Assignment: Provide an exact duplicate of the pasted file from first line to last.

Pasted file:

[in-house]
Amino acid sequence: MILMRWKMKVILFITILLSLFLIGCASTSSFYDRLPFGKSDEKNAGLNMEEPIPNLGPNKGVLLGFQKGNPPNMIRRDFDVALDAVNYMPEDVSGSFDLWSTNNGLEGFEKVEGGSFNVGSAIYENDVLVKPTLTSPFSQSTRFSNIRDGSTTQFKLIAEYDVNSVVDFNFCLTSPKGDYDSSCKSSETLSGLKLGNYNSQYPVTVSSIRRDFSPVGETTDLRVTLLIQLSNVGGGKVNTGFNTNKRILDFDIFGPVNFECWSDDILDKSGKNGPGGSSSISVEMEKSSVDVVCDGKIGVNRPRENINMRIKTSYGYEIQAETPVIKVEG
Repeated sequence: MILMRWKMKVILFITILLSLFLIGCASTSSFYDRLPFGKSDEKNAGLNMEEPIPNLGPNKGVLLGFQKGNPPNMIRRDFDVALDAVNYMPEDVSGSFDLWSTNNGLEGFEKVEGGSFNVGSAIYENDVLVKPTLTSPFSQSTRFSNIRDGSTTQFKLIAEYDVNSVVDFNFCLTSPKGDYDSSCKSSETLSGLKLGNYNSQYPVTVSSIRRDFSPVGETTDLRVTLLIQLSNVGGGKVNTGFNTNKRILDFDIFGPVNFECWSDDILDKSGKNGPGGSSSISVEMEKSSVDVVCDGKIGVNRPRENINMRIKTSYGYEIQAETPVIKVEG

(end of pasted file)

[in-house]
Amino acid sequence: MILMRWKMKVILFITILLSLFLIGCASTSSFYDRLPFGKSDEKNAGLNMEEPIPNLGPNKGVLLGFQKGNPPNMIRRDFDVALDAVNYMPEDVSGSFDLWSTNNGLEGFEKVEGGSFNVGSAIYENDVLVKPTLTSPFSQSTRFSNIRDGSTTQFKLIAEYDVNSVVDFNFCLTSPKGDYDSSCKSSETLSGLKLGNYNSQYPVTVSSIRRDFSPVGETTDLRVTLLIQLSNVGGGKVNTGFNTNKRILDFDIFGPVNFECWSDDILDKSGKNGPGGSSSISVEMEKSSVDVVCDGKIGVNRPRENINMRIKTSYGYEIQAETPVIKVEG
Repeated sequence: MILMRWKMKVILFITILLSLFLIGCASTSSFYDRLPFGKSDEKNAGLNMEEPIPNLGPNKGVLLGFQKGNPPNMIRRDFDVALDAVNYMPEDVSGSFDLWSTNNGLEGFEKVEGGSFNVGSAIYENDVLVKPTLTSPFSQSTRFSNIRDGSTTQFKLIAEYDVNSVVDFNFCLTSPKGDYDSSCKSSETLSGLKLGNYNSQYPVTVSSIRRDFSPVGETTDLRVTLLIQLSNVGGGKVNTGFNTNKRILDFDIFGPVNFECWSDDILDKSGKNGPGGSSSISVEMEKSSVDVVCDGKIGVNRPRENINMRIKTSYGYEIQAETPVIKVEG